I find this accusation so horrendous, so monstrous, that I have decided to confront it head-on by talking to the pressHingis banned after positive drug test Jan 04, 2008
I'm very disappointed that I have to withdraw from the Zurich OpenReport: Hingis ends her 2007 season Oct 12, 2007
The most important thing against Ana is to stay close with her in the beginning. I noticed in her past matches, she gets off to a very fast start, and after that, her confidence keeps buildingHingis wins the Pan Pacific Open Feb 04, 2007
I've been playing well for the last five or six weeksDementieva routs Hingis in Tokyo final Feb 05, 2006
As a player and a competitor, you try to overcome things like that and still play until the end of the matchHingis falls at Gold Coast Jan 06, 2006
Martina Hingis (born 30 September 1980 in Košice, Slovakia, then Czechoslovakia) is a Swiss former professional tennis player who spent a total of 209 weeks as World No. 1. She won five Grand Slam singles titles (three Australian Opens, one Wimbledon, and one US Open). She also won nine Grand Slam women's doubles titles, winning a calendar year doubles Grand Slam in 1998, and one Grand Slam mixed doubles title.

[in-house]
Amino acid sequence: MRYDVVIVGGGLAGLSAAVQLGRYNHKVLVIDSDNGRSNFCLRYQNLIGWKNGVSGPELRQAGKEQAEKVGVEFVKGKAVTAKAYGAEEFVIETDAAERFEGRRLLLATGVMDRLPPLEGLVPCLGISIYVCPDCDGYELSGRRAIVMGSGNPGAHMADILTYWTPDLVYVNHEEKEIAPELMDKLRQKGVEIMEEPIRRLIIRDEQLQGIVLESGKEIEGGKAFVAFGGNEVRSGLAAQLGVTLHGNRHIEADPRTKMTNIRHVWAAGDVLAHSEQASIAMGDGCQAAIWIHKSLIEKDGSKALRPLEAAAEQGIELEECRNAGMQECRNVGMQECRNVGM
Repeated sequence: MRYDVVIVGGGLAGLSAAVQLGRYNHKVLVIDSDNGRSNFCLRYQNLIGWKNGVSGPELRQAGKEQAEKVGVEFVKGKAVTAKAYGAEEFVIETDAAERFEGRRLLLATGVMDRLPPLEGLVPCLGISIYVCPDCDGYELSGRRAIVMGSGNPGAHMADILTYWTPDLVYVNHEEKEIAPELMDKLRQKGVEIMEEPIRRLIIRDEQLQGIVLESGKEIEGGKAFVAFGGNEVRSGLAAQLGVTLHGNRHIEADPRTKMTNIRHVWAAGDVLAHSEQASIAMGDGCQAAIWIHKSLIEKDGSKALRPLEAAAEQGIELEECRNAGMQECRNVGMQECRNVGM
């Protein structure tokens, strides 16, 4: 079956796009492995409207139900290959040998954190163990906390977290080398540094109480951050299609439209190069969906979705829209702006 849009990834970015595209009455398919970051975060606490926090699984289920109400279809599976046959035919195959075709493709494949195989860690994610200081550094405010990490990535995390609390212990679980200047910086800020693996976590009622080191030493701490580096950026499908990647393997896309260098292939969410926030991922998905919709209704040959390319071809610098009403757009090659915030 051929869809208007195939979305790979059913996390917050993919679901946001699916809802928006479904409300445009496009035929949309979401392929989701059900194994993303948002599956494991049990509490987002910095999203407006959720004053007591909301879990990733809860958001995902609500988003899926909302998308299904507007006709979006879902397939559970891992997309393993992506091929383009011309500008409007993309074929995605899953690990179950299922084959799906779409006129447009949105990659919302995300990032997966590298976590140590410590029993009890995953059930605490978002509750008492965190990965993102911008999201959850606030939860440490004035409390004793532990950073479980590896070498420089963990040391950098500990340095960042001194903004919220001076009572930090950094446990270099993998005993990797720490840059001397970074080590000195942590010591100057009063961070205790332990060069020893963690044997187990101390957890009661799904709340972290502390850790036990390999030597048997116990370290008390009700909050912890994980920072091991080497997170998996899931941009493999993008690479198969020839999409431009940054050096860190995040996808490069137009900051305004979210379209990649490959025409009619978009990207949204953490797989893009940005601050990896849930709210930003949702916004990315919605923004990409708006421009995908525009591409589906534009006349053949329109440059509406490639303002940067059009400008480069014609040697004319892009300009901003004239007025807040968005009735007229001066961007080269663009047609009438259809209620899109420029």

Hingis set a series of "youngest-ever" records before ligament injuries in both ankles forced her to withdraw temporarily from professional tennis in 2002 at the age of 22. After several surgeries and long recuperations, Hingis returned to the WTA tour in 2006. She then climbed to world number 6 and won three singles titles. On 1 November 2007, Hingis announced her retirement from tennis after testing positive for cocaine during Wimbledon in 2007. She denied using the drug. On 4 January 2008, she was banned from tennis for two years after both cocaine tests (samples A and B) tested positive.
Hingis was born to accomplished tennis players: a Czech mother, Melanie Molitorova, and a Hungarian father living in Košice (Slovakia), Károly Hingis. Molitorova was a professional tennis player, who was once ranked tenth among women in Czechoslovakia, and was determined to develop Hingis into a top player as early as pregnancy. Her father was ranked as high as nineteenth in the Czechoslovakian tennis rankings. Hingis's parents divorced when she was six, and she and her mother relocated around a year later to Trübbach in Switzerland. Her father, who continued to live in Košice as a tennis coach, said in 1997 that he had seen little of his daughter after the split.